There are some prison visiting groups in pockets of the UK, who provide a similar level of support to immigration detainees in prisons to that which is provided by many groups in detention centres. This includes emotional support and practical advice, a listening ear, and often signposting to specialist support. Groups like the Manchester Immigration Detainee Support Team have provided this support for many years, as has Liverpool Prisons Visiting Group. Other groups in London with capacity will also make the trip to visit detainees in prison – such as SOAS Detainee Support or Detention Action. The detainees held in prisons visited by these groups are in a lucky minority.
Prison visiting groups face a greater challenge in visiting as the levels of understanding and therefore acceptance of the visitors’ group role is much less well known in the prison system. It is also more difficult, on a practical level, to arrange prison visits. The number of prison visiting groups has therefore remained far fewer than those in detention centres, where visitors’ groups are a regular feature in the detention system. As a result, our work thus far in supporting those held in prison is a mere drop in the ocean given the numbers detained. And sadly, as a result of prison cuts and a system at breaking point it is becoming more and more difficult to establish new groups in prisons, and even well-established groups can find themselves at the mercy of staff shortages or lack of resources.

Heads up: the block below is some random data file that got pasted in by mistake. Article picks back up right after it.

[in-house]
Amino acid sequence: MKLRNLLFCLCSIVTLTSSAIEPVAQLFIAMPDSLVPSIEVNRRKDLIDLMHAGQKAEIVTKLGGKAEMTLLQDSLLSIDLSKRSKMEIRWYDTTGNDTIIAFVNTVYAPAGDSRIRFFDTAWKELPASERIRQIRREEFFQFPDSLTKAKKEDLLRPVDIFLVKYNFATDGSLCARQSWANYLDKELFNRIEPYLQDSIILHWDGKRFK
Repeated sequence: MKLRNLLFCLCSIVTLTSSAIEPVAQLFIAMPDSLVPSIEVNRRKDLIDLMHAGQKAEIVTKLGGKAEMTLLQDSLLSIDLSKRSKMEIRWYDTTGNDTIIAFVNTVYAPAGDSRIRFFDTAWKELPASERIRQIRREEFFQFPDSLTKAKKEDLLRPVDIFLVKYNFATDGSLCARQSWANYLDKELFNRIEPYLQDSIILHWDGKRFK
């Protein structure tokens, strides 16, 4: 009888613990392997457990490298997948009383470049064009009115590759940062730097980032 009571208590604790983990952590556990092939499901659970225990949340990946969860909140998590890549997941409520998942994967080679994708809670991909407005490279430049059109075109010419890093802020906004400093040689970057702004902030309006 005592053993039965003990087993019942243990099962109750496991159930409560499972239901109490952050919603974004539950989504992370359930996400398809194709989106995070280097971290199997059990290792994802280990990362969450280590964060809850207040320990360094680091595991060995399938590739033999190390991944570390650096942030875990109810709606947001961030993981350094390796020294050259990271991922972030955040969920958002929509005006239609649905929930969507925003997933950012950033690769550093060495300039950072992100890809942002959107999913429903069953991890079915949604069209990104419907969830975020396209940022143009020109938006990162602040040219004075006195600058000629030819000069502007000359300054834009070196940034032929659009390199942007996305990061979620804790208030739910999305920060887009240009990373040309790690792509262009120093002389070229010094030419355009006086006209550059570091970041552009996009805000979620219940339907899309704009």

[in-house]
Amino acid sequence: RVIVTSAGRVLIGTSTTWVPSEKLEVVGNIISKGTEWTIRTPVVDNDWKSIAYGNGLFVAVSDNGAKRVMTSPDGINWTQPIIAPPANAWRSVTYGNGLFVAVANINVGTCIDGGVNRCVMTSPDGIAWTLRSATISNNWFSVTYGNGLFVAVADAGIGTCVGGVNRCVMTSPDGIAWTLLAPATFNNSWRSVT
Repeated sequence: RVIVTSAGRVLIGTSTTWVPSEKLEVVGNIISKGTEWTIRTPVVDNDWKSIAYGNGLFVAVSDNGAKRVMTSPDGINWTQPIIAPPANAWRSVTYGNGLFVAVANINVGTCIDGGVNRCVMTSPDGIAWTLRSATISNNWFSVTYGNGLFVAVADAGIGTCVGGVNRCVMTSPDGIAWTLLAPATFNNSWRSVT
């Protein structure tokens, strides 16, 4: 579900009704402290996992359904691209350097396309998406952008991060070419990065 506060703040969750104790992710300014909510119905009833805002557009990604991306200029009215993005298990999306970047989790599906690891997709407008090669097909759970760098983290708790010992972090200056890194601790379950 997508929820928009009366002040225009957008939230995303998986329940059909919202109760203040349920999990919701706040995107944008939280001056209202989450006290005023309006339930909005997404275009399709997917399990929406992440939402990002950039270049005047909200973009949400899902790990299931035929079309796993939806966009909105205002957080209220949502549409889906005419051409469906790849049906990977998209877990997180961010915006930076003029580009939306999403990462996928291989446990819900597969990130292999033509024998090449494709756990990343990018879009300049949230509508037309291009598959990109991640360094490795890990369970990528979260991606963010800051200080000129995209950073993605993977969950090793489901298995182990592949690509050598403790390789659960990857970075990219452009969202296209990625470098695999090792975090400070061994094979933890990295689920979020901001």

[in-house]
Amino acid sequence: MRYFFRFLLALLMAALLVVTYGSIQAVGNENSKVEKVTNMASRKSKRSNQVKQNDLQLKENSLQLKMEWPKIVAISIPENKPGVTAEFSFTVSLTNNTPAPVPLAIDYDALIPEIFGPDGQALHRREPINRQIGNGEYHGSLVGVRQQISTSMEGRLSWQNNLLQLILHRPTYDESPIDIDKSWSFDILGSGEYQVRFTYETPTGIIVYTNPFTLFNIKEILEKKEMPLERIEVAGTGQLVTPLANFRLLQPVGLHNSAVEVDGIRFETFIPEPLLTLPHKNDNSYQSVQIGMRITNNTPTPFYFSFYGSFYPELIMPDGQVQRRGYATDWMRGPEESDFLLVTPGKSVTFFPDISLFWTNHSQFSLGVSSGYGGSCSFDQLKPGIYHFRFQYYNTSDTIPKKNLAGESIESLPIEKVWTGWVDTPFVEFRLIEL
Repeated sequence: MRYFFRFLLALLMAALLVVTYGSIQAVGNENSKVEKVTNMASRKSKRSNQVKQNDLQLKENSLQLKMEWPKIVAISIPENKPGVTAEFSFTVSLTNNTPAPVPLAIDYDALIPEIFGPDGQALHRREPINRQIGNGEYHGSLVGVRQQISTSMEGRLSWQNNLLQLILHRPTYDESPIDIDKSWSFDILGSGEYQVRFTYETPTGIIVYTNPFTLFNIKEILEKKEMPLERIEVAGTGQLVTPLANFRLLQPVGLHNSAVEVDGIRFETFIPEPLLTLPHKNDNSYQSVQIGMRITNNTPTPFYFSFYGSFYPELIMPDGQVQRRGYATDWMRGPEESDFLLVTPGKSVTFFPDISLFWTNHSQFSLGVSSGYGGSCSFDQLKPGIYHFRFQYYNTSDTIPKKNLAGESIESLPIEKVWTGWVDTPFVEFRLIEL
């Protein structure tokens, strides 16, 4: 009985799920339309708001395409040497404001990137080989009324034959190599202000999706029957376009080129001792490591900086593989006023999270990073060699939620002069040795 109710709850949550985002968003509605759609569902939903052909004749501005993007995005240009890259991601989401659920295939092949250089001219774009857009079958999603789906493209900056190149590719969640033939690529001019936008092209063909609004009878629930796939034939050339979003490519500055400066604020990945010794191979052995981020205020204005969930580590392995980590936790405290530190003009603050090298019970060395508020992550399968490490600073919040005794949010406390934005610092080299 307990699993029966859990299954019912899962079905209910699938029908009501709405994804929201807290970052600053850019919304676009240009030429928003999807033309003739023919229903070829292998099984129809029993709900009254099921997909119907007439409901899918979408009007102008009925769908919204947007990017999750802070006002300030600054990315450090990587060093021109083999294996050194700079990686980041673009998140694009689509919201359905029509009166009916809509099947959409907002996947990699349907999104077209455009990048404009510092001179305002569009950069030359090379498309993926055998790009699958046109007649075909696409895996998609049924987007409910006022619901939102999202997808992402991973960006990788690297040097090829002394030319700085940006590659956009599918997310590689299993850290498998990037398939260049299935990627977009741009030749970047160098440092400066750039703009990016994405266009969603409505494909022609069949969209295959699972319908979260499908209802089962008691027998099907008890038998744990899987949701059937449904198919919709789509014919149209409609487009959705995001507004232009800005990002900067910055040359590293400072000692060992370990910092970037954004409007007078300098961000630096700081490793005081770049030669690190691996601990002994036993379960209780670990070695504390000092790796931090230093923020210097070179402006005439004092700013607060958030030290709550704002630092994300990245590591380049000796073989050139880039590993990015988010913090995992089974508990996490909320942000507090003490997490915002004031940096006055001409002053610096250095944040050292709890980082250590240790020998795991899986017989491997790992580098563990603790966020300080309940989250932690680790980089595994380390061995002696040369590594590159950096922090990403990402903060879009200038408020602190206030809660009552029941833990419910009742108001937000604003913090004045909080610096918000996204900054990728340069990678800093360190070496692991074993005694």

Last year, a group that had previously visited in HMP Lewes for over 16 years finally gave up its battle for access, having had that access withdrawn three years earlier because of pressures on staff. While the members of the community in Lewes were keen to continue, and no doubt those held in HMP Lewes would welcome the support, there was just not the capacity inside to facilitate the continuation of the group.
If the trend towards high numbers of detainees being held in prisons continues – and this would be despite the recommendations of HMIP, amongst others – we know that these letters will continue to arrive. Prison is a wholly unsuitable environment for those being held administratively for immigration reasons. The letters give insight into the daily realities for this otherwise largely forgotten group – a daily reality that includes exposure to violence, a culture of drugs, and high levels of self-harm. Add to this language barriers, the pressures of an impending immigration case and the anxiety of indefinite immigration detention and you can begin get a sense of the desperation felt.
An important part of Unlocked 17 is its ability to shine a light on the hidden places of immigration detention. This week, the focus on prisons and short term holding facilities allows this light to reach one of the most hidden corners of the detention system. The voices of detainees in prisons may be harder to hear, but they can’t be ignored, as they comprise around 15-20% of the detained population in the UK. It is time to be realistic about the extent, scale and reach of prison detention in this country, and to include these individuals in the plans for detention reform. Ignoring them is no longer an option if we are serious about leaving no one behind.

[1] Figures provided to AVID by the Ministry of Justice via the Freedom of Information Act.